Low back pain (LBP) is the most common painful condition in the U.S. Recent statistics have shown that about 25% of the population has reported being affected by LBP for at least one full day within the past three months, and LBP is therefore also listed as the number one contributor to years lived with a disability in the country. The guidelines for treating LBP not related to a more serious cause of pain is to at first take non-steroidal anti-inflammatory drugs (NSAIDs) while avoiding imaging tests like X-rays and MRIs. If patients do not improve, the next step is to undergo treatments like physical therapy and exercise therapy rather than being treated with prescription medications. But despite these guidelines, far too many patients are still being prescribed drugs like opioids and being sent to have advanced imaging tests for their LBP, while not nearly enough are taking advantage of services like physical therapy. Research has suggested that seeing a physical therapist early may reduce patients’ usage of healthcare services and costs by helping them to recover without dangerous or unnecessary interventions; however, there are no large-scale studies that have compared healthcare costs between patients seeing a physical therapist first compared to other health providers. Therefore, a review was conducted to investigate these values and determine what the advantages are of seeing a physical therapist first for LBP.
Data is collected on nearly 150,000 patients
To conduct the review, investigators searched a private health insurance database with claims-related information on 50 million individuals for patients who had a new diagnosis of LBP over a three-year span. Patients who had a prior history of LBP, back surgery or any other serious conditions were excluded. This search led to 148,866 patients fitting the necessary criteria and serving as the study sample. These patients were then categorized into three groups depending on their physical therapy (PT) access: 1) “PT First,” which means they saw a physical therapist before seeing any other medical professional, 2) “PT Later,” meaning they eventually visited a physical therapist at some point, but not initially, and 3) “No PT,” meaning they never visited a physical therapist. In some cases, groups 1 and 2 were placed together for statistical purposes. Researchers then analyzed data between these groups to gauge the effect of having physical therapy at any point for LBP.
PT First is associated with benefits across the board
Based on the data collected, it was found that the incidence rate of LBP was 82.7 for every 1,000 patients. Of the patients who had LBP, about 80% had no physical therapy, while 8.7% saw a physical therapist first and 11.5% saw a physical therapist later. For those in the PT Later group, the average amount of time they waited to do so was 38.3 days. When compared to each another, it was found that patients in the PT First group had significantly lower opioid prescription rates, advanced imaging tests and visits to the emergency department (ED) compared to those in the PT Later and No PT groups. When the PT First and PT Later groups were compared directly, these values were slightly lower but still significant in favor of PT First. In addition, overall healthcare costs were significantly lower for patients in the PT First group over the PT Later and No PT groups, which was based on outpatient, pharmacy and out-of-pocket costs. The PT Later group was generally found to have the highest rates and average costs across all categories.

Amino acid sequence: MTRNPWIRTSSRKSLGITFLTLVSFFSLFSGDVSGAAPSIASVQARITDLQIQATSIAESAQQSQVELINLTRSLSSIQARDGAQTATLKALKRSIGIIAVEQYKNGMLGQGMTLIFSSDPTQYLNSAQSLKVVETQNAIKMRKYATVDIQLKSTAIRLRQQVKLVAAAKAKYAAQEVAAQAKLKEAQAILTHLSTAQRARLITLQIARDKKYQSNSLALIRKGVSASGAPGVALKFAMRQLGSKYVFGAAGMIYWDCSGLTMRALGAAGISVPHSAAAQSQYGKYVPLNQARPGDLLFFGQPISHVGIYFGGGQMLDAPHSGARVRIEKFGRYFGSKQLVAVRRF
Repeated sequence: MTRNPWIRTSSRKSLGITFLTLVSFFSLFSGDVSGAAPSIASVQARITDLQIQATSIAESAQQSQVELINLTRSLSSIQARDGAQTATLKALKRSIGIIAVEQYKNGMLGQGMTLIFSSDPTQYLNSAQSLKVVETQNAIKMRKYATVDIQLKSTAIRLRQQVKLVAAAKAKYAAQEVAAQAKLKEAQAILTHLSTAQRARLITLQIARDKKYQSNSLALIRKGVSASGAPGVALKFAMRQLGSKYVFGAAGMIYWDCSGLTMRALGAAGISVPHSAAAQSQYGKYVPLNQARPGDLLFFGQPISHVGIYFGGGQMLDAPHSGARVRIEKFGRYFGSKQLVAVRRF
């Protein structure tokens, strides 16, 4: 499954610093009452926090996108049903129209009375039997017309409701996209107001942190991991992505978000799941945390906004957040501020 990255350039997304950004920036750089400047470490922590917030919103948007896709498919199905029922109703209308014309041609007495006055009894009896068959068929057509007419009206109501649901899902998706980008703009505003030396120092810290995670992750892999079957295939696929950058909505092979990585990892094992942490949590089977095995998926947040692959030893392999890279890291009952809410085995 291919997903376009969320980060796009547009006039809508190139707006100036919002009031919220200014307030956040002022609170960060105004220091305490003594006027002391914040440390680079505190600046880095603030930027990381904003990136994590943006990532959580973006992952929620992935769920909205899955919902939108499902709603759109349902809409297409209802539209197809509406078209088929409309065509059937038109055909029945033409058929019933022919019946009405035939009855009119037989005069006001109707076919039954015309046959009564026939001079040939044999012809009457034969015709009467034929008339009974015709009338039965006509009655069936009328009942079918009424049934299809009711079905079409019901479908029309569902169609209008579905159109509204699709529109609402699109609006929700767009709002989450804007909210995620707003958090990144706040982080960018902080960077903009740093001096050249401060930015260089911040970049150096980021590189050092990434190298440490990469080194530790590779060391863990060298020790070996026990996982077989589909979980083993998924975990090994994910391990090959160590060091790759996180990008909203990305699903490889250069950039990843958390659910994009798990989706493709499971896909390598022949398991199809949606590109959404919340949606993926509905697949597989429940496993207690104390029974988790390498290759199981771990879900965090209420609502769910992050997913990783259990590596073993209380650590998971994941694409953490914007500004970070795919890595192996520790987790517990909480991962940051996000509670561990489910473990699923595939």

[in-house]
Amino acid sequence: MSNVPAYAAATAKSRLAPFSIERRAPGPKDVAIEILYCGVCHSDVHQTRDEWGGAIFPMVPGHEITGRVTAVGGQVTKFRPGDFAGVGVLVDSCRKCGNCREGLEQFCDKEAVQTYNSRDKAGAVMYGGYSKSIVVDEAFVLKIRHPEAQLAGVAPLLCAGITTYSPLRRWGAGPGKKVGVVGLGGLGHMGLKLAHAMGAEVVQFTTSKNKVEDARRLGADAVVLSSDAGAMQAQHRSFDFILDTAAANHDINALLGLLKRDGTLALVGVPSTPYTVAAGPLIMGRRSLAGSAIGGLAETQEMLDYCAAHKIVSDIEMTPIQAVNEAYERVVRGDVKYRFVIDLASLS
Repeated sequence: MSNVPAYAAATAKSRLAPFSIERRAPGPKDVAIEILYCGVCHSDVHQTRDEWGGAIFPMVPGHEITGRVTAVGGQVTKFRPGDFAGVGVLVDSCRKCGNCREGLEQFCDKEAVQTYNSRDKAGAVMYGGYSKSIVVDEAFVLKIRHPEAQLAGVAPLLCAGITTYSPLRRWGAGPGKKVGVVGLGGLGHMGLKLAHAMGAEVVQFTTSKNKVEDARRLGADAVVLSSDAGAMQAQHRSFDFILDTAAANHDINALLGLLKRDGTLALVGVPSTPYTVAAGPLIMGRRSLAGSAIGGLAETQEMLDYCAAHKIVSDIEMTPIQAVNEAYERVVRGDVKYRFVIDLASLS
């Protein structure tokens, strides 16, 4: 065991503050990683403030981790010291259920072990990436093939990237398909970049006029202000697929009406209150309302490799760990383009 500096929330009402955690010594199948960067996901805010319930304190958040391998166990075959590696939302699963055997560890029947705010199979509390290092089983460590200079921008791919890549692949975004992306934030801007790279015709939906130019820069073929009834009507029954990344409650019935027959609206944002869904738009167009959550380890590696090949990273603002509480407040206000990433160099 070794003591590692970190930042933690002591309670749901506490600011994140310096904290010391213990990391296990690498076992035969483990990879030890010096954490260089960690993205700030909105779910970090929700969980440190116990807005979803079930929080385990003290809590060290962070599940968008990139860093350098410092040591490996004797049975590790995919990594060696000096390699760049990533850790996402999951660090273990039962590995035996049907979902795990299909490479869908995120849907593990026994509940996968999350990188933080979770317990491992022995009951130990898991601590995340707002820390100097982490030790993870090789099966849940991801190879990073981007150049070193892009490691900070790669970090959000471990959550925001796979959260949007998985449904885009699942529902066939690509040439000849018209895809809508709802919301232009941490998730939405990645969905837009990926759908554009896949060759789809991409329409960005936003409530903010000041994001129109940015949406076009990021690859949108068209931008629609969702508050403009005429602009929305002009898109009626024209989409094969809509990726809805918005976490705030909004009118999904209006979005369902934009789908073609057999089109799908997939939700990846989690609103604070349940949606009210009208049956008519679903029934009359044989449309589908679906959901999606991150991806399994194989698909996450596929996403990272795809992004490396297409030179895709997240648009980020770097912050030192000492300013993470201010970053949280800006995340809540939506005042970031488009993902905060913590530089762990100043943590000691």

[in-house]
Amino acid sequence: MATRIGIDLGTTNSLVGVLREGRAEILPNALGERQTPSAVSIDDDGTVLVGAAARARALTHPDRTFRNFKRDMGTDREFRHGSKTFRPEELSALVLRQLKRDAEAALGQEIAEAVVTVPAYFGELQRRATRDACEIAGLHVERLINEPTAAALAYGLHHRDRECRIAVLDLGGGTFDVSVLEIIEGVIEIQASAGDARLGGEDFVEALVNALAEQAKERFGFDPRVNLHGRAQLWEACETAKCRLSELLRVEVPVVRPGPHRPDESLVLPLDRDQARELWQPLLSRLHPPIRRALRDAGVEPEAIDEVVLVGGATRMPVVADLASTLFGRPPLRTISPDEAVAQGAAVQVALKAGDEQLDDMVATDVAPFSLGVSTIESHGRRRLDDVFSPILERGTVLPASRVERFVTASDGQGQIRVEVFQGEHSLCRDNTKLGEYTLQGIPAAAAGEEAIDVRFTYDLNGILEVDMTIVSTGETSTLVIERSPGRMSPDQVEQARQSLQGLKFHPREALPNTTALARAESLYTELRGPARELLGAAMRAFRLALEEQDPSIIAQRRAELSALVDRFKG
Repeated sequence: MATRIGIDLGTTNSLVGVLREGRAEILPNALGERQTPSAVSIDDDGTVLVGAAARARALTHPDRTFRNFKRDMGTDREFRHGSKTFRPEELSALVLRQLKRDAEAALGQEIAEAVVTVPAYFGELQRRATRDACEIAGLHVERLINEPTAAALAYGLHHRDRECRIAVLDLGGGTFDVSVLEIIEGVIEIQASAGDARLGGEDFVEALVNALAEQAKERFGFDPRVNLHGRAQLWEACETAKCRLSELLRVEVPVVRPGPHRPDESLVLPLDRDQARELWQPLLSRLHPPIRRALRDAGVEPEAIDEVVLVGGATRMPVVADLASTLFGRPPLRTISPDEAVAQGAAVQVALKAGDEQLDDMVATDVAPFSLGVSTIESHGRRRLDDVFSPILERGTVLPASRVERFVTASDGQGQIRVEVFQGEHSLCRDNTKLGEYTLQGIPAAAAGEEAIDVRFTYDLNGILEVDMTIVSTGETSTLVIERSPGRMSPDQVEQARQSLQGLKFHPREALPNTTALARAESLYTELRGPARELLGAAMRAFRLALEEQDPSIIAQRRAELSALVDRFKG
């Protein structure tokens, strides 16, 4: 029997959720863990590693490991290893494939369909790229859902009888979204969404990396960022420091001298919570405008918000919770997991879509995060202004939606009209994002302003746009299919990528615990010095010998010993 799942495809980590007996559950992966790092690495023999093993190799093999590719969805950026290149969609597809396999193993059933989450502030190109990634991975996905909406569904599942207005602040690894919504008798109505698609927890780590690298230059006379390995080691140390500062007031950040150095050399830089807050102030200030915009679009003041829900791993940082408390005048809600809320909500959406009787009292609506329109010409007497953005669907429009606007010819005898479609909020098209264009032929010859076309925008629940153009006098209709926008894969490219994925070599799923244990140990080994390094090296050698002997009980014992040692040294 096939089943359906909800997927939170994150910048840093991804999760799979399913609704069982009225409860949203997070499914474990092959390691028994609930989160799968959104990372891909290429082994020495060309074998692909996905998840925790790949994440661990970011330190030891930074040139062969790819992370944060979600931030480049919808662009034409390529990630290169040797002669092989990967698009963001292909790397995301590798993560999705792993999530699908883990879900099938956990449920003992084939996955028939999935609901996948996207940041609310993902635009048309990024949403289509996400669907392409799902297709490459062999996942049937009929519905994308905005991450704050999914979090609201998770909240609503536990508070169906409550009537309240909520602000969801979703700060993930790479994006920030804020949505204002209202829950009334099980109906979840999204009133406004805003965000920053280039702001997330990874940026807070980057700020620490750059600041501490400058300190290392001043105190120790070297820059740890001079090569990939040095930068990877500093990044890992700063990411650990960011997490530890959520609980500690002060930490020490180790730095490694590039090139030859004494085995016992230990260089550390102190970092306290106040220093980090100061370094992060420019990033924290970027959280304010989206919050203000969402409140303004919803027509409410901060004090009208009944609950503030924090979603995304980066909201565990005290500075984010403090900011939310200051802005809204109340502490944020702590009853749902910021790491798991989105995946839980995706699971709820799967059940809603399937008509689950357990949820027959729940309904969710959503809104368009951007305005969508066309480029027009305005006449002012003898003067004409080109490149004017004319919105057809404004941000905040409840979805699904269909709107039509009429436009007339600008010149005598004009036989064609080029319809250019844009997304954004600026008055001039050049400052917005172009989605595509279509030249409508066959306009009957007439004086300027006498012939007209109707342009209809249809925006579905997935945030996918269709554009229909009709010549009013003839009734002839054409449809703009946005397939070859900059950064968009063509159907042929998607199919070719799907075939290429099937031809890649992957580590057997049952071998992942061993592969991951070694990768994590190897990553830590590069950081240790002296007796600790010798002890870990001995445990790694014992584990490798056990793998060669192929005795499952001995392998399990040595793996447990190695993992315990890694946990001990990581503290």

Patients with LBP are strongly encouraged to see a physical therapist for treatment
These findings clearly show that seeing a physical therapist as the first line of treatment for LBP comes with several advantages over seeing one later or not at all. Patients who do so experience lower overall healthcare costs while also reducing their risk for being prescribed drugs like opioids, having unnecessary imaging tests or going to the ED. Therefore, individuals who are currently dealing with an episode of LBP are strongly encouraged to see a physical therapist if they have not already done so. Now is also a particularly good time to schedule an appointment, especially for those who have already met their deductible or out of pocket maximum for 2018. If this is the case, insurance might cover the physical therapy visits for the rest of the year before healthcare deductibles renew in January.
-Summarized by Greg Gargiulo
-As reported in the May ’18 issue of Health Services Research